If you check on the state of the oceans, you’ll see why the queen, Attenborough, and so many others worry about the future. According to the World Economic Forum, the ocean will contain more plastics than fish by 2050.

In 2018, tests revealed the presence of plastic particles in bottled water. To change course, it will take leadership from presidents, chief executives, and royalty around the globe. Queen Elizabeth isn’t stopping with plastics, either.

NextOther green upgrades will come to Buckingham Palace.

5. Solar panels and more at Buckingham

Buckingham Palace Aerial View

She added solar panels to increase energy efficiency. | Mike Hewitt/Getty Images

While the Queen’s ban on plastics might be the latest measure, it’s not the only green upgrade coming to Buckingham Palace. Renovations outlined in 2016 will upgrade the royal residence and improve energy efficiency by 40%.

To get there, remodeling crews will install solar panels and retrofit other equipment to bring the palace into the 21st century. It’ll be a lot greener, which should make the queen happy.

Next: Queen Elizabeth’s church issues a plastic challenge before Lent.

6. The Church of England’s plastic-free Lent

Queen Elizabeth II Visits Frankfurt am Main

She called for a plastic-free lent. | Chris Jackson/Getty Images

Queen Elizabeth presides over The Church of England, which split from the Roman Catholic Church in 1534, and you can see her influence in this year’s Lenten challenge. In essence, the church advised its congregation to give up plastics for the period from February 14 until Easter Sunday (April 1).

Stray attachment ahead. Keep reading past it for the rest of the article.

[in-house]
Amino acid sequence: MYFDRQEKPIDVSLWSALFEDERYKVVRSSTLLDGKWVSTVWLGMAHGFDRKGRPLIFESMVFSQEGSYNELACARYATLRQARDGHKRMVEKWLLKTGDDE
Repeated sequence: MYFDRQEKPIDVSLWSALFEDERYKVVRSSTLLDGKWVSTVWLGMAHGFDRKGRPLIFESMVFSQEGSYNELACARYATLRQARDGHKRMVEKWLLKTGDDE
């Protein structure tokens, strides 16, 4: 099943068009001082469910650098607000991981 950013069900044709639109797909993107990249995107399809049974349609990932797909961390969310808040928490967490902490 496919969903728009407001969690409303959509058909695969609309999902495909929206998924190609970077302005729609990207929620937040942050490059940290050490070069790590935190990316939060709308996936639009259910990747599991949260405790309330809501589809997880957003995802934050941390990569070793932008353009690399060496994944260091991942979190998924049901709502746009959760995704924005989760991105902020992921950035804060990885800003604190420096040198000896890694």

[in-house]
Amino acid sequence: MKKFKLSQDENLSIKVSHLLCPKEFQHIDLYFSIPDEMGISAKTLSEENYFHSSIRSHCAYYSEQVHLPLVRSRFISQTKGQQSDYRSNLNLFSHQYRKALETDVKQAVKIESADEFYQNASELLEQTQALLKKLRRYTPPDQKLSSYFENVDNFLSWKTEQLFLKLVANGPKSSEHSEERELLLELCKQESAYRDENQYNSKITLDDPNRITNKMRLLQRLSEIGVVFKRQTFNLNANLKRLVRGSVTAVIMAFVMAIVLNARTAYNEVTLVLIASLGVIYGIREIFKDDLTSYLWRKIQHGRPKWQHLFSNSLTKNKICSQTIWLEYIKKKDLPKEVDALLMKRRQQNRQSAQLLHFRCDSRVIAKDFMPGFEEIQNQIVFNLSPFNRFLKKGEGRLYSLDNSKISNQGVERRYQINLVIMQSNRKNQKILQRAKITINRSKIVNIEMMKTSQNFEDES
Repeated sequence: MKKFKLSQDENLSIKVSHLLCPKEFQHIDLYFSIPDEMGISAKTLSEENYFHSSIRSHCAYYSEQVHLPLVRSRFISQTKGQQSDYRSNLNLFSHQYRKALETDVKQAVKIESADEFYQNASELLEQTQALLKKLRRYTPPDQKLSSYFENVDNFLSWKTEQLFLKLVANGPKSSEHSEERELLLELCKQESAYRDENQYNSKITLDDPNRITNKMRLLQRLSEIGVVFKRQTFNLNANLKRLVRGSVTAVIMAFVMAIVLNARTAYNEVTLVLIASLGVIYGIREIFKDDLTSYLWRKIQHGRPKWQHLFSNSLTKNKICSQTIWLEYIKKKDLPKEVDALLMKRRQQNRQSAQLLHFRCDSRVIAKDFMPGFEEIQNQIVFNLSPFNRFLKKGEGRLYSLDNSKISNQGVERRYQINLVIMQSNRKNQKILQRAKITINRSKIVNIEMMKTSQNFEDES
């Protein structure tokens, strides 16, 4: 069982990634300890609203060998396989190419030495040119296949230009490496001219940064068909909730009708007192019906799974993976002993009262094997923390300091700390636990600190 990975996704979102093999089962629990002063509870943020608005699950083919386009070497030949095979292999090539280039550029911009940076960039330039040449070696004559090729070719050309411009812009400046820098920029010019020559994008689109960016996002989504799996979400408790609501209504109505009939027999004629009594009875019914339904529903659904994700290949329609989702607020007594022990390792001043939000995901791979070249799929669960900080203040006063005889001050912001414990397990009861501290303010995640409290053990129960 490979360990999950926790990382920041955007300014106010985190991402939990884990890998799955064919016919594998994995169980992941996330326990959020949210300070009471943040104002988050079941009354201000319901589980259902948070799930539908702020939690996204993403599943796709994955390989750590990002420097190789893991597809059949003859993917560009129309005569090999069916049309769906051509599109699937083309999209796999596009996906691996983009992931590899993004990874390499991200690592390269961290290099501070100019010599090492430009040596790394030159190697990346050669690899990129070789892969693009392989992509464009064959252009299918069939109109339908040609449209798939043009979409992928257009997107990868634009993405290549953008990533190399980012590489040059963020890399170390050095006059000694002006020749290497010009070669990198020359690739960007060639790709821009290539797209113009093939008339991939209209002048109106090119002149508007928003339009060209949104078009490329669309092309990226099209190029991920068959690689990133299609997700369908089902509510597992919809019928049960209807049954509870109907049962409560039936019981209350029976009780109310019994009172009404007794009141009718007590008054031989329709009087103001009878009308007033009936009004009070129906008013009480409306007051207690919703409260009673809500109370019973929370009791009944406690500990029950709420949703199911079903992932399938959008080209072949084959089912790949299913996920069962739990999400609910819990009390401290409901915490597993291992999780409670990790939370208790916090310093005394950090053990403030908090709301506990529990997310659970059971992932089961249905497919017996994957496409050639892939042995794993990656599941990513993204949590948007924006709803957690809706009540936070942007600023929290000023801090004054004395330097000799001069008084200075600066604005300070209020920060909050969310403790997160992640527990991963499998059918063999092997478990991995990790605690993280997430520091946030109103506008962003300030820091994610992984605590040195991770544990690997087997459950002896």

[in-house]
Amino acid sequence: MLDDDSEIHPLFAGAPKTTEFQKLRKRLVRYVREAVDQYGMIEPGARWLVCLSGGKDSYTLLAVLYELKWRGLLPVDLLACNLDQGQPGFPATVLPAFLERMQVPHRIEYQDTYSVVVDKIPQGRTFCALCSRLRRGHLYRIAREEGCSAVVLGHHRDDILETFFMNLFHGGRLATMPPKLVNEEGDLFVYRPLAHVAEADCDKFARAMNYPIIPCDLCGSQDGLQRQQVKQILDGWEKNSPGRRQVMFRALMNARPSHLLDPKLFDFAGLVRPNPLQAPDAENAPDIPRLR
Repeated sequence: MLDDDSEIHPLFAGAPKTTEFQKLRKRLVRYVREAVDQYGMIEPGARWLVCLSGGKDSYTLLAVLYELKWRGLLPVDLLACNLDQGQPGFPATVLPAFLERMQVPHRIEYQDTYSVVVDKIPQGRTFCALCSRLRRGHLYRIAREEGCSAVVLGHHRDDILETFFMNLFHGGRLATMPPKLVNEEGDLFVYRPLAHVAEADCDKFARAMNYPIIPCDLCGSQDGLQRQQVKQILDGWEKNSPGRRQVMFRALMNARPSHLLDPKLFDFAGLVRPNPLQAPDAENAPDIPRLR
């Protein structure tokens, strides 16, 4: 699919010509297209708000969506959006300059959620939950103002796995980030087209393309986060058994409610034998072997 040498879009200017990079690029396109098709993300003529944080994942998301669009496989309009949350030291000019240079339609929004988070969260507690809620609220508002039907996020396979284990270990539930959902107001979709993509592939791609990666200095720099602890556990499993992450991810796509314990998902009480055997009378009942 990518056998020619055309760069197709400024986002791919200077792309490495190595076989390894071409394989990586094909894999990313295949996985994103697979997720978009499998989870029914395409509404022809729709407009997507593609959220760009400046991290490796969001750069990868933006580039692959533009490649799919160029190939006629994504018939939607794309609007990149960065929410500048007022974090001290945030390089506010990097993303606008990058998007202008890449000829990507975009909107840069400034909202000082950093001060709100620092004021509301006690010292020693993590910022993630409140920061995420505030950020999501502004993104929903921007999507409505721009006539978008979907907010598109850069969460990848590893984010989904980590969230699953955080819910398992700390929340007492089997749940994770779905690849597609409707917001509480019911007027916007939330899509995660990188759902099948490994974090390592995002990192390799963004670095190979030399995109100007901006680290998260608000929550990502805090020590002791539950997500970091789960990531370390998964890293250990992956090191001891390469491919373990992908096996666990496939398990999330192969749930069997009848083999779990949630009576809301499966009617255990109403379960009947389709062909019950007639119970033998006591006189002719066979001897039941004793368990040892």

Asking followers to observe the Christian calling to “care for God’s creation,” the church recommended the use of reusable bottles (rather than plastic cups) and buying fresh bread (rather than the kind packed in plastic).

NextElizabeth isn’t the only member of the royal family concerned about the environment.

7. The queen’s son inherited her respect for the environment.

Prince Charles walking outside

Prince Charles also respects the environment. | Chris Jackson/Getty Images

Prince Charles, the queen’s son, inherited his mother’s respect for the environment. According to The Telegraph, Charles has spoken about the “escalating ecological and human disaster” the world must confront in the oceans.

Charles has amplified the reports from our planet’s seas, where seals are found trapped in floating trash heaps and whales wash ashore after being choked to death by plastic debris.

Next: What the queen’s directives mean for staff at Buckingham Palace

8. The palace staff will have to scramble.

Buckingham palace dining room

Palace employees are phasing out plastics. | Shaun Curry/AFP/Getty Images

As with any other workplace shake-up, Buckingham Palace staff will have to scramble in the coming months to implement the changes Elizabeth requested. New types of packaging will arrive, the old will be phased out, and added protocol for handling more china plates and glassware should be expected.

Staff dining rooms will change immediately. In other words, palace employees must say goodbye now to plastic in all its forms. The question is: Will anyone miss it?